Which is more correct:

Apropos of your earlier comment, I decided to....


Apropos your earlier comment, I decided to...

Actually, apropos is so fancy a word, even I, a word maven if I do say so myself, am not entirely sure when to use it. If I may add to my preposition question, are there any constructions where it would be appropriate to use something like with regard to and not apropos?

  • 6
    When is apropos apropos?
    – nohat
    Apr 15, 2011 at 0:08
  • 1
    I love describing unexpected events as "apropos of nothing". It sounds beautiful!
    – Ste
    Jul 31, 2012 at 10:42

4 Answers 4


The answer to your either-or question is "yes". :)

In other words, apropos can be an adverb, adjective, or preposition on its own, or it can be used as part of the prepositional phrase apropos of.

Depending on how you want to use apropos, synonyms can include "by the way", "incidentally", "regarding", "concerning", "opportunely", or "appropriately".


The 'a' in 'apropos' already includes the 'of'. The original French is "à propos".

To me it sounds very strange to use "Apropos of Easter, have you bought eggs yet?", since I use "apropos" like "Speaking of Easter, have you bought eggs yet?", so the "of" is not required.

  • 9
    I'm not sure about that logic, since "à" doesn't really translate directly to "of"; moreover, the French phrase "à propos" does take "of" ("de") immediately after it (i.e. "à propos de"). In any case, the word "apropos" is not really transparent to English speakers, so even if it contained "de", I don't think it would be any more redundant than, say, "watch television" ("television" literally means "far-seeing").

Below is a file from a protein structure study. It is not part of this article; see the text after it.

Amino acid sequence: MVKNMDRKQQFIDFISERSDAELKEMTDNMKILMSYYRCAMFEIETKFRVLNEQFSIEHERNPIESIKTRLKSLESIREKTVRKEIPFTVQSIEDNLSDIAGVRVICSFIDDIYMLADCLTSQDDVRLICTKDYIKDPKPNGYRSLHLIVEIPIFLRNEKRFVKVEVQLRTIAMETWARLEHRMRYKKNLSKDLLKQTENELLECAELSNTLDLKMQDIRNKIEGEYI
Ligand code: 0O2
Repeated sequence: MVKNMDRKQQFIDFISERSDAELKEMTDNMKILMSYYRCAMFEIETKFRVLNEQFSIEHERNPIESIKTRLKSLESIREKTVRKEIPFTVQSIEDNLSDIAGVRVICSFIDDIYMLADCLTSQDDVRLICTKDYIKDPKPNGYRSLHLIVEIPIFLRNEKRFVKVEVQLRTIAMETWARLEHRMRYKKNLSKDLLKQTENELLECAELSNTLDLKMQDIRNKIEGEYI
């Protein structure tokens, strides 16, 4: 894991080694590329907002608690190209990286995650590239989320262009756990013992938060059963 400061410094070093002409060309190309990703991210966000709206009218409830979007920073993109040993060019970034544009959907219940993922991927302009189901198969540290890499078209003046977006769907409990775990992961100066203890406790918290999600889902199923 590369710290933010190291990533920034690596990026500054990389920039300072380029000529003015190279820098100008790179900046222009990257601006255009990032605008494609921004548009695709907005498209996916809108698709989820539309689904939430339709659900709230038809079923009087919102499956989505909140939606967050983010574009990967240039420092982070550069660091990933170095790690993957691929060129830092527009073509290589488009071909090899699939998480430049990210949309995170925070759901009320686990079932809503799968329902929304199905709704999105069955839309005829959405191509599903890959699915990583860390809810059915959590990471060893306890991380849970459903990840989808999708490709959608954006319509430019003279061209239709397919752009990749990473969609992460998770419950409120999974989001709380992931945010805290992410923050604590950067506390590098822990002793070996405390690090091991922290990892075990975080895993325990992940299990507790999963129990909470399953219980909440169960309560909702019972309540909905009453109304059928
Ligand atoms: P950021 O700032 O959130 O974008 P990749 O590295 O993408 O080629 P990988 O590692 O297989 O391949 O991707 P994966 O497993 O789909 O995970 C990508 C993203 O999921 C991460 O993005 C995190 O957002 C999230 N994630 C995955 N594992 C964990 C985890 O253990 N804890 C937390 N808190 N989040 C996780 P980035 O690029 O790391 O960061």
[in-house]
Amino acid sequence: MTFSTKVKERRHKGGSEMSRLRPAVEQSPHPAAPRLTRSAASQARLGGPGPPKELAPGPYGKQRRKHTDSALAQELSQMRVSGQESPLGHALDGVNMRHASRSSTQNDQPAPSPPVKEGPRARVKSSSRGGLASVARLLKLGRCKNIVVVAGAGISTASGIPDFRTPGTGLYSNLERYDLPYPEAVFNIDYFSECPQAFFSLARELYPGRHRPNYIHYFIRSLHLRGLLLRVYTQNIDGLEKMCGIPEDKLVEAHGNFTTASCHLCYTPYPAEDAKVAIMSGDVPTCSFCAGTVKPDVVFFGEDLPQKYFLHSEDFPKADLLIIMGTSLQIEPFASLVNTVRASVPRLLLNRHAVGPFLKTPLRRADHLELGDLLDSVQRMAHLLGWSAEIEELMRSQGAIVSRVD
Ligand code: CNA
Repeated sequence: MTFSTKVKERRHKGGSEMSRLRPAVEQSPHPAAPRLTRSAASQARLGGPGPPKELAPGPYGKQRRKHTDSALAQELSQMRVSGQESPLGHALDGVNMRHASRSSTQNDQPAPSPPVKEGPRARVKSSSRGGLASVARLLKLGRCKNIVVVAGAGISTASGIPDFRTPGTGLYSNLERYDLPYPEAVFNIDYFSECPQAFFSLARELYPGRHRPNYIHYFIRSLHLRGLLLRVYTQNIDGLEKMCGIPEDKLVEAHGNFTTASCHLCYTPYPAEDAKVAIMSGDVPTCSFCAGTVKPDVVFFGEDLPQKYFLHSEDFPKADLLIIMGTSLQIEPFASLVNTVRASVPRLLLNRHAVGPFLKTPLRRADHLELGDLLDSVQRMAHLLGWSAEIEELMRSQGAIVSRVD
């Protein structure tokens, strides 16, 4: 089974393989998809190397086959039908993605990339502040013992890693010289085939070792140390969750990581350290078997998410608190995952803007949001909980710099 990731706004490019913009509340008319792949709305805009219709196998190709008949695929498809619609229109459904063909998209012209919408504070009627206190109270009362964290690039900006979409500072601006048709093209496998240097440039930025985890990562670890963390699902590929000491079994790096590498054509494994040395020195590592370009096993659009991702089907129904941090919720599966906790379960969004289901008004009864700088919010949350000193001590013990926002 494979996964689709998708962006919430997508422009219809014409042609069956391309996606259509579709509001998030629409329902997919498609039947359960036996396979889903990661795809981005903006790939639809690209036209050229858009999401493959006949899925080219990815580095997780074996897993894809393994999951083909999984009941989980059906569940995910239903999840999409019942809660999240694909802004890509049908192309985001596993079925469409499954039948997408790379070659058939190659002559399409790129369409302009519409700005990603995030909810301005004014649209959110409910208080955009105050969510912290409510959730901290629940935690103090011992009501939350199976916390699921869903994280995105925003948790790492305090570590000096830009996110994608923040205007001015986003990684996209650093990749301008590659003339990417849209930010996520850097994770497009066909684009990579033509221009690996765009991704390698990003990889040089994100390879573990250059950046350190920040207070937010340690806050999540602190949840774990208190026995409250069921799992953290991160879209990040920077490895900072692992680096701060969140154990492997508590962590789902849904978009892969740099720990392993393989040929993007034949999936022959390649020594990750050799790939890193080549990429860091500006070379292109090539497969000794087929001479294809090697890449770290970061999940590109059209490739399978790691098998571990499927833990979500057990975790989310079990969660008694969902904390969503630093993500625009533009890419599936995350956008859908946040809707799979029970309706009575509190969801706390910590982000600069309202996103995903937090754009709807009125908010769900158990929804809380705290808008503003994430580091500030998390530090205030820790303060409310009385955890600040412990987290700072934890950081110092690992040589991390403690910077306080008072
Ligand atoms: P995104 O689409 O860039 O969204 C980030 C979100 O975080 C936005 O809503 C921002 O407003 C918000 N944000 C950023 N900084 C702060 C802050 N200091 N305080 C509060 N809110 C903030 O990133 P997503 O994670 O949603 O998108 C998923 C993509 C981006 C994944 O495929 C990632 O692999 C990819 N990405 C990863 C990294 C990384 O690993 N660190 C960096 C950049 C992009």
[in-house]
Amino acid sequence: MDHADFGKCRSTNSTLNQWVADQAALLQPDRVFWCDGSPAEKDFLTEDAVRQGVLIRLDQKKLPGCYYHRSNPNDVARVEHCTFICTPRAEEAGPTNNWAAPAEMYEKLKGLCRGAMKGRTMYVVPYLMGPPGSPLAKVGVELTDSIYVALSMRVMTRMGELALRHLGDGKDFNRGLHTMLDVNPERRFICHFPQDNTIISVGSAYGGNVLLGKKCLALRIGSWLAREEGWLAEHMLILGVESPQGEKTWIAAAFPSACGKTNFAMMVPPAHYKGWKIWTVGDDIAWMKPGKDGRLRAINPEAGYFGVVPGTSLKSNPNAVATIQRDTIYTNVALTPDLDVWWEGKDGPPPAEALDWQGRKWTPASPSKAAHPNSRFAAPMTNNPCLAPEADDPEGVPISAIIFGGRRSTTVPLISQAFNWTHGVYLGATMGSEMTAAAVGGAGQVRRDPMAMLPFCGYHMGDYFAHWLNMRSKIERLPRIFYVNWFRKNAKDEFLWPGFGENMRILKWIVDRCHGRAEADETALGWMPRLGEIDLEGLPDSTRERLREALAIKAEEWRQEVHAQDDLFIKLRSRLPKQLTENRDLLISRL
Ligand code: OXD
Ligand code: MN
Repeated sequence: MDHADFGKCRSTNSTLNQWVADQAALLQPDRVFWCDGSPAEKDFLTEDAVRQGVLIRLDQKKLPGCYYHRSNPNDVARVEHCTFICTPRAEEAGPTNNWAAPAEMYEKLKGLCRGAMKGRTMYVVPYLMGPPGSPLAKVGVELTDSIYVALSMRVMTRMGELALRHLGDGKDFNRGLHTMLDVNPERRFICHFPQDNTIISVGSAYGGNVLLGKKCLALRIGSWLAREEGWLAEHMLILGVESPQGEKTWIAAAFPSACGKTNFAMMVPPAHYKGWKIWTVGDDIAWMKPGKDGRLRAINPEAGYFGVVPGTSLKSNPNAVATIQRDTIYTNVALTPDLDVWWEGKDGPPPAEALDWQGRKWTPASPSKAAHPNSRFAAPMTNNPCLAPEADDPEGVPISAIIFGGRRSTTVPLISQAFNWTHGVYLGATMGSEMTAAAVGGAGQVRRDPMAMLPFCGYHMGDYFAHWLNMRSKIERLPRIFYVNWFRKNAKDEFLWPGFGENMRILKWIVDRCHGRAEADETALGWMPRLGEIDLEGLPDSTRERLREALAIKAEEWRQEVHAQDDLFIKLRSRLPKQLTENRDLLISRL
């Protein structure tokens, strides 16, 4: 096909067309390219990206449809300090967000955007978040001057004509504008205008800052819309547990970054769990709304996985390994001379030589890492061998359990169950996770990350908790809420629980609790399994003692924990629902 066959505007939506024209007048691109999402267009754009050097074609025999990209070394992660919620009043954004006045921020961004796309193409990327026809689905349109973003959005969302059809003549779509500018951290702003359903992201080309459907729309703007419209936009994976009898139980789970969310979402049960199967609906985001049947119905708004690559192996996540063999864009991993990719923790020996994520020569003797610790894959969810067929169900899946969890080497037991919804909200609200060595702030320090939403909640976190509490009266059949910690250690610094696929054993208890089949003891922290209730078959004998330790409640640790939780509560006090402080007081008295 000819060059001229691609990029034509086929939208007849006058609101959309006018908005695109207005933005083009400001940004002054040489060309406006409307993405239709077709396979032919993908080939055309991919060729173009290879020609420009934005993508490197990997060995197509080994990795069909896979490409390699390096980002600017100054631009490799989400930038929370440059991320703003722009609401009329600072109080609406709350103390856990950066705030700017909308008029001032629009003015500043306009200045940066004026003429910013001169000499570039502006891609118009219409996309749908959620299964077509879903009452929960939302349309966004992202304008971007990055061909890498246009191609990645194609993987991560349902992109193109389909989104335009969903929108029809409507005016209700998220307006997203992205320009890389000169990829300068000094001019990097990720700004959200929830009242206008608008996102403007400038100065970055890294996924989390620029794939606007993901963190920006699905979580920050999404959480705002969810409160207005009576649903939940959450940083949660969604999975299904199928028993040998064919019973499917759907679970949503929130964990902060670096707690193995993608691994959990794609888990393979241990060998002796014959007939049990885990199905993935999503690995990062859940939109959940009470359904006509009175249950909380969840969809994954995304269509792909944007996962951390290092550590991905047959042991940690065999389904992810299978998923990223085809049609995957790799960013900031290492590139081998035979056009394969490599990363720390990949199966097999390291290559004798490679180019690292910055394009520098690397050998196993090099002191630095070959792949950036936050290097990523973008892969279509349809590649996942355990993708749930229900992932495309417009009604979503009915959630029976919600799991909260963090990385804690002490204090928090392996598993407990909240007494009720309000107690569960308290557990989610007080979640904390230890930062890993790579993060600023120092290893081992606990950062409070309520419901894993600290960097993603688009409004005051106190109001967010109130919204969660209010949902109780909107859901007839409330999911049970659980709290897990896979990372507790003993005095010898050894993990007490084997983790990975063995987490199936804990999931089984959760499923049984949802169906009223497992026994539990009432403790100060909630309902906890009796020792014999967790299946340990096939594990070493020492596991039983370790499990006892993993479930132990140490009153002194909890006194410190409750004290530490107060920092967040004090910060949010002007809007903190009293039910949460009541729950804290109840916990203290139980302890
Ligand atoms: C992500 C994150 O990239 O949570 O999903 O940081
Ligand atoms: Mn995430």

– Kosmonaut
    Apr 15, 2011 at 0:14
  • @Kosmonaut: tele- is Greek for "far", visio is Latin for "seeing, image, vision". The redundancy is rather like looking at an image. Your point still stands, though. However, I don't think the average speaker's knowledge of French should necessarily be the norm for style gurus: if they perceive the redundancy as too obvious, you may find it advised against in style books, even if the average speaker has no idea. Apr 15, 2011 at 14:07
  • @Cerberus: My point is that none of this stuff is actually redundant. A style book that would take this kind of stance, based solely on this kind of logic, isn't really helping anyone. Nothing will go wrong if there are two acceptable options.
    – Kosmonaut
    Apr 15, 2011 at 14:55
  • @Kosmonaut: And I think your point stands, firm like a mighty tree, beautiful birds basking in the sunlight on its branches! I merely sought an excuse to babble about Greek and Latin some more, pending GL&U and LL&U, and threw in some prescriptivist ranting for good measure. Apr 15, 2011 at 15:16
  • @Cerberus: "...threw in some prescriptivist ranting for good measure." Do you also throw in firecrackers for good measure when you drop books off at the library? :)
    – Kosmonaut
    Apr 15, 2011 at 15:26

The only way I would use this word (to me it sounds a little pretentious) is in the phrase apropos of nothing, meaning 'incidentally' or 'without reference to the previous discussion'.


The word apropos is used mostly in formal letters, where it takes the meaning “with reference”. I have hardly seen any written communication using this word now, except of course those old timers who correspond to newspapers in the column “Letters to the Editor”, especially in India. However I am an ardent user of this word in my official communication.

Not the answer you're looking for? Browse other questions tagged or ask your own question.